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DDE Residues and Eggshell Changes in Alaskan Falcons and Hawks

Tom J. Cade, Jeffrey L. Lincer, Clayton M. White, David G. Roseneau and L. G. Swartz
Science
New Series, Vol. 172, No. 3986 (May 28, 1971), pp. 955-957
Stable URL: http://www.jstor.org/stable/1731653
Page Count: 3
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DDE Residues and Eggshell Changes in Alaskan Falcons and Hawks
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Abstract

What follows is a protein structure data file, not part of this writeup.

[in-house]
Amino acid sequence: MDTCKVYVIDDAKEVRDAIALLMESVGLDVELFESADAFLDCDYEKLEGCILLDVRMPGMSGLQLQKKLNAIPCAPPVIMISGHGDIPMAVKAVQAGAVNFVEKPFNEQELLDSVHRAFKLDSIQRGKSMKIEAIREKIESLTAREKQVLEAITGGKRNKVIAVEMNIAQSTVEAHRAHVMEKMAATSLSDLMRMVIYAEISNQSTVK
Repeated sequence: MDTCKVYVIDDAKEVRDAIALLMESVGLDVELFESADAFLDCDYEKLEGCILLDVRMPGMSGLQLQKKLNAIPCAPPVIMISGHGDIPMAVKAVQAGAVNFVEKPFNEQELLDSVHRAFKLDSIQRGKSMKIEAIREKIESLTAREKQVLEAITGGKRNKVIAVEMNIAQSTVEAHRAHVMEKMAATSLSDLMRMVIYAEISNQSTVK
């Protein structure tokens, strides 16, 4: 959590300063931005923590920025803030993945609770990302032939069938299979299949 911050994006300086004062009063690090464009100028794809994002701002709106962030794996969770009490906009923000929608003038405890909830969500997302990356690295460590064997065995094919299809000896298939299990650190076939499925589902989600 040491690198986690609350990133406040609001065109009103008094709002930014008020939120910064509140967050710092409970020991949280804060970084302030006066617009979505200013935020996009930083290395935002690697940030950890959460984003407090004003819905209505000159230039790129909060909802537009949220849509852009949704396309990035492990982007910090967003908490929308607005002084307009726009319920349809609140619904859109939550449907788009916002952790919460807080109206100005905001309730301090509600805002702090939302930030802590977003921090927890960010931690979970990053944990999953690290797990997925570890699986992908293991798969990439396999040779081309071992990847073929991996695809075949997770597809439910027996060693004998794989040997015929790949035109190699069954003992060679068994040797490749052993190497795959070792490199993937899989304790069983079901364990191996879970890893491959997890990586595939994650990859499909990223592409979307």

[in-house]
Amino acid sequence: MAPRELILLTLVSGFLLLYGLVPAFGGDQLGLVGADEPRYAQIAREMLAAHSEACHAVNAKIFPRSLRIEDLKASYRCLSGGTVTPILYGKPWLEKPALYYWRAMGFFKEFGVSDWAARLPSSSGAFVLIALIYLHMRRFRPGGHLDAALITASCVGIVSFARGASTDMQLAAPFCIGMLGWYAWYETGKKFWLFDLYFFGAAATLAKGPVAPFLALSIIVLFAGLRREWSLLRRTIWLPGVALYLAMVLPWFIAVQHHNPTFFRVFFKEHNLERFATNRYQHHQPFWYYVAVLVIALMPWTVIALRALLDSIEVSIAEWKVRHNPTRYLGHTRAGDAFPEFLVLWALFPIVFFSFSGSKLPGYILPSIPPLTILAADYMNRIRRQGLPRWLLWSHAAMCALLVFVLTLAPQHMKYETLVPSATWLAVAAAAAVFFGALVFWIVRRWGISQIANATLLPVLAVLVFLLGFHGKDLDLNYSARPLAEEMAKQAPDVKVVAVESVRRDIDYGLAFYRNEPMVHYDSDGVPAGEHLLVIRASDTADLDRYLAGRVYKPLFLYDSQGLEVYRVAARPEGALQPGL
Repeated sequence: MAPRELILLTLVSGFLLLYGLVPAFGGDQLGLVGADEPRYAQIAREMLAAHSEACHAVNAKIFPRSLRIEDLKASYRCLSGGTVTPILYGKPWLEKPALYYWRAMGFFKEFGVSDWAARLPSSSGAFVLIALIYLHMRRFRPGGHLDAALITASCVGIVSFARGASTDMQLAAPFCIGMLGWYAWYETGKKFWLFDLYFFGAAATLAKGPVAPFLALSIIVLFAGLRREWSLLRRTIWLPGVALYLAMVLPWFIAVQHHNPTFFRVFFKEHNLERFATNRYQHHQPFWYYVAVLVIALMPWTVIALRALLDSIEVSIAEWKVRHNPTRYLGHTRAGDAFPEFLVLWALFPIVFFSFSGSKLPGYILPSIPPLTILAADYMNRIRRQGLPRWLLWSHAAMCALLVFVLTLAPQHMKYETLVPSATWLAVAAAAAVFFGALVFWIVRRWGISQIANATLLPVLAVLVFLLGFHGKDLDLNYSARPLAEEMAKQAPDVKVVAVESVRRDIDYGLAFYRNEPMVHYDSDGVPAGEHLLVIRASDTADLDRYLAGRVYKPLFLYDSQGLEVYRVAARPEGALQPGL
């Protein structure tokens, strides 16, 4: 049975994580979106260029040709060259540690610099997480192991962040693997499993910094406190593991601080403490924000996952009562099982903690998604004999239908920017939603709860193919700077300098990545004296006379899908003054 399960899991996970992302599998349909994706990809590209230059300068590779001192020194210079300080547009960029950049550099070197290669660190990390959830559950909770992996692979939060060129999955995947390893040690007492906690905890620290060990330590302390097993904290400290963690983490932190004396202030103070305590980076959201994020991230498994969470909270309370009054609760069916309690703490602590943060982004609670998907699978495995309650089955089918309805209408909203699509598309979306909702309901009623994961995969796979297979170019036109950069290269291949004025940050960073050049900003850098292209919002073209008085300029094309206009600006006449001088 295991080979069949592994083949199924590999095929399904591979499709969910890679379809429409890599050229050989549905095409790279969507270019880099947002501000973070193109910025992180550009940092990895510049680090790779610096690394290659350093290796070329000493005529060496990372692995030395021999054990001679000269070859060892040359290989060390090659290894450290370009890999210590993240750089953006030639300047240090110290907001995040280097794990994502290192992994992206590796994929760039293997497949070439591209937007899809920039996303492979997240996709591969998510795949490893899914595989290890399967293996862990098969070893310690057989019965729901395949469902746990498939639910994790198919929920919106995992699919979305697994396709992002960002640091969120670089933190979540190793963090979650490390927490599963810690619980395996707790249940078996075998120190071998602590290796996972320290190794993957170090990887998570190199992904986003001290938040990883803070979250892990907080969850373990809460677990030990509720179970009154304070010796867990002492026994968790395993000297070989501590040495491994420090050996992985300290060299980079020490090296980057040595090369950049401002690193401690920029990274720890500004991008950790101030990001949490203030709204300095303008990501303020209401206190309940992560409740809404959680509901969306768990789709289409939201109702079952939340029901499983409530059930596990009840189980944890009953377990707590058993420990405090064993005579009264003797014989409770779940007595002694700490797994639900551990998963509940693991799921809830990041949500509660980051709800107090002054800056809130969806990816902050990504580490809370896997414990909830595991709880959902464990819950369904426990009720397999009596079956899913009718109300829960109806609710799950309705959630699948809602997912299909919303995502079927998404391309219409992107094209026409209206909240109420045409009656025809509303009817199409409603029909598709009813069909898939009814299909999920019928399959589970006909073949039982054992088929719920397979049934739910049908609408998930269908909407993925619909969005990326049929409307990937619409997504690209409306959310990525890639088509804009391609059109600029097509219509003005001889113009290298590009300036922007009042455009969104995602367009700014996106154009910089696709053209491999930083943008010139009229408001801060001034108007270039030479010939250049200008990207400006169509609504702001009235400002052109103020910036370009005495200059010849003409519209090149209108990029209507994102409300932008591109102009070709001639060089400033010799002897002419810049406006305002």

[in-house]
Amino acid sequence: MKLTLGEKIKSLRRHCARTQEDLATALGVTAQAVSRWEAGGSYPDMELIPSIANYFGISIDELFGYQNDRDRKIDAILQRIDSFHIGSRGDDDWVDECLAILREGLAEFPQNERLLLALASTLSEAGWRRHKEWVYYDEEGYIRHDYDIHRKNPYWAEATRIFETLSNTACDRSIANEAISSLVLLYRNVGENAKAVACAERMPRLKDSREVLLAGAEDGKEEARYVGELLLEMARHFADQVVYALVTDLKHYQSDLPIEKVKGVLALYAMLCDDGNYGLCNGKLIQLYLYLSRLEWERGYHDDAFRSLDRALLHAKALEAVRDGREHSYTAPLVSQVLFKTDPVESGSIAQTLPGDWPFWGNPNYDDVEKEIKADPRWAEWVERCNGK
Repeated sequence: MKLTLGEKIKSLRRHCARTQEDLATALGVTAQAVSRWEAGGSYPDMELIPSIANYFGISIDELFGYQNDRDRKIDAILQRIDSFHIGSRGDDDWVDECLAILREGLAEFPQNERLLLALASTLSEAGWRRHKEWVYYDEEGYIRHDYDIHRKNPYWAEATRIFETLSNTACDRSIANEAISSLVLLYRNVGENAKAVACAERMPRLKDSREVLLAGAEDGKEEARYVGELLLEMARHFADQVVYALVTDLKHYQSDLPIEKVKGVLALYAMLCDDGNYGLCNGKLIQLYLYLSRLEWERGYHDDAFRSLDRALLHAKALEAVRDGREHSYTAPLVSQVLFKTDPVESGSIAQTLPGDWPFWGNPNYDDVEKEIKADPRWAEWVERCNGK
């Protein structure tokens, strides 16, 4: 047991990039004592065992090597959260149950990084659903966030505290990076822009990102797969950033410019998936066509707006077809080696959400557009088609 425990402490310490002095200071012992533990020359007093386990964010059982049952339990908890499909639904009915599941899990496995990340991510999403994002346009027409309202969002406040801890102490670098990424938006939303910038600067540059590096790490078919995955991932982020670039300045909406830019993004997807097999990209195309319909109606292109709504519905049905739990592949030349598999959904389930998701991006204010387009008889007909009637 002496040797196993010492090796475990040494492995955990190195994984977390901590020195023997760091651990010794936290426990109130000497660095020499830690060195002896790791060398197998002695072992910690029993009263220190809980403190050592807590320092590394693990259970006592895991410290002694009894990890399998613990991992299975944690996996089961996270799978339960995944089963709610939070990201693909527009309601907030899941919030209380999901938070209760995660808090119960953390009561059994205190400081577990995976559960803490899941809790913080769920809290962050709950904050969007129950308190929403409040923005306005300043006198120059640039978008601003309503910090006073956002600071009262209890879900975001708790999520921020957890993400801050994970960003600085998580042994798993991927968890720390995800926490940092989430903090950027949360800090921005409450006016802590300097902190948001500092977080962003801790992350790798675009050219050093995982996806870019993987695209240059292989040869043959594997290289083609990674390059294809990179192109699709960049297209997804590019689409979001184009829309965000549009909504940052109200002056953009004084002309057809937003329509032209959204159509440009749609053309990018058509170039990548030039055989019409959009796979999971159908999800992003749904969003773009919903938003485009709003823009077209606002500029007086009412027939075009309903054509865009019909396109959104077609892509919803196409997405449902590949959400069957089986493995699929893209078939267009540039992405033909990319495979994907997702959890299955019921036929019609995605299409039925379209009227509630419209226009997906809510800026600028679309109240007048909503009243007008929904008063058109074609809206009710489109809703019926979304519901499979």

Eggshell thickness after exposure to DDT was reduced by 21.7 percent in Alaskan tundra peregrines, by 16.8 percent in taiga peregrines, by 7.5 percent in Aleutian peregrines, by 3.3 percent in rough-legged hawks, and not at all in gyrfalcons. Tundra peregrine eggs contain an average of 889 parts of DDE per million (lipid basis); taiga peregrine eggs contain 673 parts per million; Aleutian peregrine eggs contain 167 parts per million; rough-legged hawk eggs contain 22.5 parts per million; and gyrfalcon eggs contain 3.88 parts per million. These changes in eggshell thickness and the pesticide residues reflect different degrees of exposure to contamination. There is a highly significant negative correlation between shell thickness and DDE content in peregrine eggs. Tundra and taiga peregrines have fledged progressively fewer young each year since 1966.

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